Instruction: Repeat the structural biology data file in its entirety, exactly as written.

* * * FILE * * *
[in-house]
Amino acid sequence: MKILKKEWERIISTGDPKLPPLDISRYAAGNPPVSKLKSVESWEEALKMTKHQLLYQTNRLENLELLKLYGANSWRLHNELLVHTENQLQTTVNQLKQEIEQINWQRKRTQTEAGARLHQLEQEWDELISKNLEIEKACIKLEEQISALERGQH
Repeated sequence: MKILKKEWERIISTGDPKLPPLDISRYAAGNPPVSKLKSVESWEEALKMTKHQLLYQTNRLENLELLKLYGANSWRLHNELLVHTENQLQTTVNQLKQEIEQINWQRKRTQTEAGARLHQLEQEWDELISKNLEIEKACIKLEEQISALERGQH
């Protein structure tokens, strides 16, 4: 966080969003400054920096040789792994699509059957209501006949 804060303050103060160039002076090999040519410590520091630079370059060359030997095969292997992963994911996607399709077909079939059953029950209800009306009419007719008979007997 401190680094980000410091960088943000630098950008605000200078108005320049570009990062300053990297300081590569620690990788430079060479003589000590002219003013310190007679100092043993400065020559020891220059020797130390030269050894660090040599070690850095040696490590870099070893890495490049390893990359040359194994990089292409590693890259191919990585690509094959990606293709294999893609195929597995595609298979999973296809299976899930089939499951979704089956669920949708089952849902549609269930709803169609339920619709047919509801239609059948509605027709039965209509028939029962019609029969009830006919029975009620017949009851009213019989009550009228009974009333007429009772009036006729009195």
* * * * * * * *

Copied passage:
[in-house]
Amino acid sequence: MKILKKEWERIISTGDPKLPPLDISRYAAGNPPVSKLKSVESWEEALKMTKHQLLYQTNRLENLELLKLYGANSWRLHNELLVHTENQLQTTVNQLKQEIEQINWQRKRTQTEAGARLHQLEQEWDELISKNLEIEKACIKLEEQISALERGQH
Repeated sequence: MKILKKEWERIISTGDPKLPPLDISRYAAGNPPVSKLKSVESWEEALKMTKHQLLYQTNRLENLELLKLYGANSWRLHNELLVHTENQLQTTVNQLKQEIEQINWQRKRTQTEAGARLHQLEQEWDELISKNLEIEKACIKLEEQISALERGQH
């Protein structure tokens, strides 16, 4: 966080969003400054920096040789792994699509059957209501006949 804060303050103060160039002076090999040519410590520091630079370059060359030997095969292997992963994911996607399709077909079939059953029950209800009306009419007719008979007997 401190680094980000410091960088943000630098950008605000200078108005320049570009990062300053990297300081590569620690990788430079060479003589000590002219003013310190007679100092043993400065020559020891220059020797130390030269050894660090040599070690850095040696490590870099070893890495490049390893990359040359194994990089292409590693890259191919990585690509094959990606293709294999893609195929597995595609298979999973296809299976899930089939499951979704089956669920949708089952849902549609269930709803169609339920619709047919509801239609059948509605027709039965209509028939029962019609029969009830006919029975009620017949009851009213019989009550009228009974009333007429009772009036006729009195």